[NOTE: Half-life is the time taken for a radioactive substance to decay by half.] * Cesium-134 ~ 2 years * Cesium-137 ~ 30 years * Iodine-131 ~ 8 days * Plutonium-239 ~ 24,200 years * Ruthenium-103 ~ 39 days [Ruthenium is a fission product of uranium-235.] * Ruthenium-106 ~ 374 days * Strontium-90 ~ 28.85 years [Strontium-90 is a product of nuclear fission and is found in large amounts in spent nuclear fuel and in radioactive waste from nuclear reactors.] * Uranium-234 ~ 246,000 years * Uranium-235 ~ 703.8 million years * Uranium-238 ~ 4.468 billion years

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License:
Creative Commons Attribution license (reuse allowed)

Published on Jun 12, 2012 by 

Radiation Emergency in South Bend Indiana: June 6th - 7th 2012. This pic is the accurate measurement. Now thousands of Americans are reporting in on what is a clear EPA and DHS coverup of a very serious emergency. 

See the click-thru link for more information.  

The US Government is going into posts and editing what people write - on the fly. I don’t know how long this will stay up on line.  


Debris from last March’s devastating Japanese earthquake and tsunami has been carried across the entire width of the Pacific, recently being found on the shores of Washington state and British Columbia.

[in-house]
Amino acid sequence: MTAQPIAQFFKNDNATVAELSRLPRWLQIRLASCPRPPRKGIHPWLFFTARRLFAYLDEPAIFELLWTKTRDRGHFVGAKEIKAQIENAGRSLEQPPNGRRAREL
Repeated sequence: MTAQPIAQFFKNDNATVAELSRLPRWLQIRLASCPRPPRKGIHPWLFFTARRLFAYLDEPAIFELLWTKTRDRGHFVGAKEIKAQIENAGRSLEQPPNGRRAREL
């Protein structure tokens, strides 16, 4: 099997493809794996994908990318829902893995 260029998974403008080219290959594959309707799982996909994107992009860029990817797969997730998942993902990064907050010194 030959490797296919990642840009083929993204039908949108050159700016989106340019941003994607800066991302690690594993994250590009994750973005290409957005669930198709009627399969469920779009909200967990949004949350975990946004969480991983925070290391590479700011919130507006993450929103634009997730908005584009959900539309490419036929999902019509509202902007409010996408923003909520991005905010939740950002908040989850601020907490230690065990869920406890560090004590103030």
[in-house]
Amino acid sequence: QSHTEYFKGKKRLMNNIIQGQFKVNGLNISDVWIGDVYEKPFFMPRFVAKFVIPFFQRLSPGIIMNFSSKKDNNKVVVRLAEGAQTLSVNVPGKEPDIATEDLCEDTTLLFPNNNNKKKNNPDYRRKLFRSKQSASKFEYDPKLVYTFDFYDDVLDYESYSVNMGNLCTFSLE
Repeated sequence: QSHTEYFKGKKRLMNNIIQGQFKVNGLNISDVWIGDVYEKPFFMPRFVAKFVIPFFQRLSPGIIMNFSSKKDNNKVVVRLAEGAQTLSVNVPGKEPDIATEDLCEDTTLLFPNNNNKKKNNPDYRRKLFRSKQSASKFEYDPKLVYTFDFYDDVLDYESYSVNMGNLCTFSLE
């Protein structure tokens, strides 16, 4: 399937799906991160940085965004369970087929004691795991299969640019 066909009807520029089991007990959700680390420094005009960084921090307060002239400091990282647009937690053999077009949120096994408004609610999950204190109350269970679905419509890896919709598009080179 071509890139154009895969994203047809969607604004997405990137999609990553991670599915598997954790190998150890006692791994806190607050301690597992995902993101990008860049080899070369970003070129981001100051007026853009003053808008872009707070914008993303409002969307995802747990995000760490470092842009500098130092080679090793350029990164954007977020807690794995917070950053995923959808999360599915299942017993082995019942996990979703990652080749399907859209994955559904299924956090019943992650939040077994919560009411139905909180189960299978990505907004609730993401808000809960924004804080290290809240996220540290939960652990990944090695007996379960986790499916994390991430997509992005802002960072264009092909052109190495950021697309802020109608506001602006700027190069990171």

The bulk of the tsunami debris will take about two more years to approach the Pacific coast of North America.

“I found more debris in 10 minutes than I have in four years … and it’s all Japanese in origin,” Perry Schmunk, Mayor of Tofino, British Columbia, told the National Post.

Tofino is a community of 1,600 located on the west coast of Vancouver Island.

Beachcombers in Alaska are also on alert for the debris, but are being cautioned to approach any found flotsam with caution.

Beyond demonstrating reverence and respect for victims of the disaster, which the debris represents, people are being warned that some of it could be radioactive if it came from around the crippled Fukushima nuclear reactor.

Items that may drift ashore from California to Alaska over the next year or so include parts of houses, furniture, ships, boats, vehicle parts and just about anything else that floats.

In September, a Russian ship reported finding a large debris field about 2,000 miles from Japan.

The entire area of floating debris is estimated by some to be twice the size of Texas.

Graphic Data: NOAA